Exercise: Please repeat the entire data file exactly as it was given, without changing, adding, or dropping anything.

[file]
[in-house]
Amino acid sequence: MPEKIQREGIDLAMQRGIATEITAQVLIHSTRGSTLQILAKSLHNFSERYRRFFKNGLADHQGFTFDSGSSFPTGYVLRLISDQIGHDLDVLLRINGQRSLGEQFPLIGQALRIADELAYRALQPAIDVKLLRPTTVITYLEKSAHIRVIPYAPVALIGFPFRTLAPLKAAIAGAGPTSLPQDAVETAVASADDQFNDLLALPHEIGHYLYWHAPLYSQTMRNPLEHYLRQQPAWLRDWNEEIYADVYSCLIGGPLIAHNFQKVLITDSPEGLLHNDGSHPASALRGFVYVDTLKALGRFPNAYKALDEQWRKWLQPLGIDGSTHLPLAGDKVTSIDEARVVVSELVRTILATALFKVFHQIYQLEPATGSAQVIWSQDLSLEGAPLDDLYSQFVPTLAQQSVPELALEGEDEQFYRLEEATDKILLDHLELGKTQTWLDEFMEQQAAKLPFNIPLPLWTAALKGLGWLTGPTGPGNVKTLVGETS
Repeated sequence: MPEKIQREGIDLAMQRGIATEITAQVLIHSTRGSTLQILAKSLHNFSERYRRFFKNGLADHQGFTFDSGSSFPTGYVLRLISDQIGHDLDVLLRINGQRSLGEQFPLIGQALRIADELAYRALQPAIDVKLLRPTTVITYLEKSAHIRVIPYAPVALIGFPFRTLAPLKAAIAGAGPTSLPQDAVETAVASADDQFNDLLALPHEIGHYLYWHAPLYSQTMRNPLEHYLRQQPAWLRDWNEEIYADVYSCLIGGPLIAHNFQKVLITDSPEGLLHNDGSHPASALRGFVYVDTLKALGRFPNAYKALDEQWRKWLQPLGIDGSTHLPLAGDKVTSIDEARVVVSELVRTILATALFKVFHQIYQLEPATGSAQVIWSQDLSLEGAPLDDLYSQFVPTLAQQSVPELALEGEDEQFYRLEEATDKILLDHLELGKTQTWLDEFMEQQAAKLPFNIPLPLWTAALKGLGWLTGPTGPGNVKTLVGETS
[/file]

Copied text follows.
[in-house]
Amino acid sequence: MPEKIQREGIDLAMQRGIATEITAQVLIHSTRGSTLQILAKSLHNFSERYRRFFKNGLADHQGFTFDSGSSFPTGYVLRLISDQIGHDLDVLLRINGQRSLGEQFPLIGQALRIADELAYRALQPAIDVKLLRPTTVITYLEKSAHIRVIPYAPVALIGFPFRTLAPLKAAIAGAGPTSLPQDAVETAVASADDQFNDLLALPHEIGHYLYWHAPLYSQTMRNPLEHYLRQQPAWLRDWNEEIYADVYSCLIGGPLIAHNFQKVLITDSPEGLLHNDGSHPASALRGFVYVDTLKALGRFPNAYKALDEQWRKWLQPLGIDGSTHLPLAGDKVTSIDEARVVVSELVRTILATALFKVFHQIYQLEPATGSAQVIWSQDLSLEGAPLDDLYSQFVPTLAQQSVPELALEGEDEQFYRLEEATDKILLDHLELGKTQTWLDEFMEQQAAKLPFNIPLPLWTAALKGLGWLTGPTGPGNVKTLVGETS
Repeated sequence: MPEKIQREGIDLAMQRGIATEITAQVLIHSTRGSTLQILAKSLHNFSERYRRFFKNGLADHQGFTFDSGSSFPTGYVLRLISDQIGHDLDVLLRINGQRSLGEQFPLIGQALRIADELAYRALQPAIDVKLLRPTTVITYLEKSAHIRVIPYAPVALIGFPFRTLAPLKAAIAGAGPTSLPQDAVETAVASADDQFNDLLALPHEIGHYLYWHAPLYSQTMRNPLEHYLRQQPAWLRDWNEEIYADVYSCLIGGPLIAHNFQKVLITDSPEGLLHNDGSHPASALRGFVYVDTLKALGRFPNAYKALDEQWRKWLQPLGIDGSTHLPLAGDKVTSIDEARVVVSELVRTILATALFKVFHQIYQLEPATGSAQVIWSQDLSLEGAPLDDLYSQFVPTLAQQSVPELALEGEDEQFYRLEEATDKILLDHLELGKTQTWLDEFMEQQAAKLPFNIPLPLWTAALKGLGWLTGPTGPGNVKTLVGETS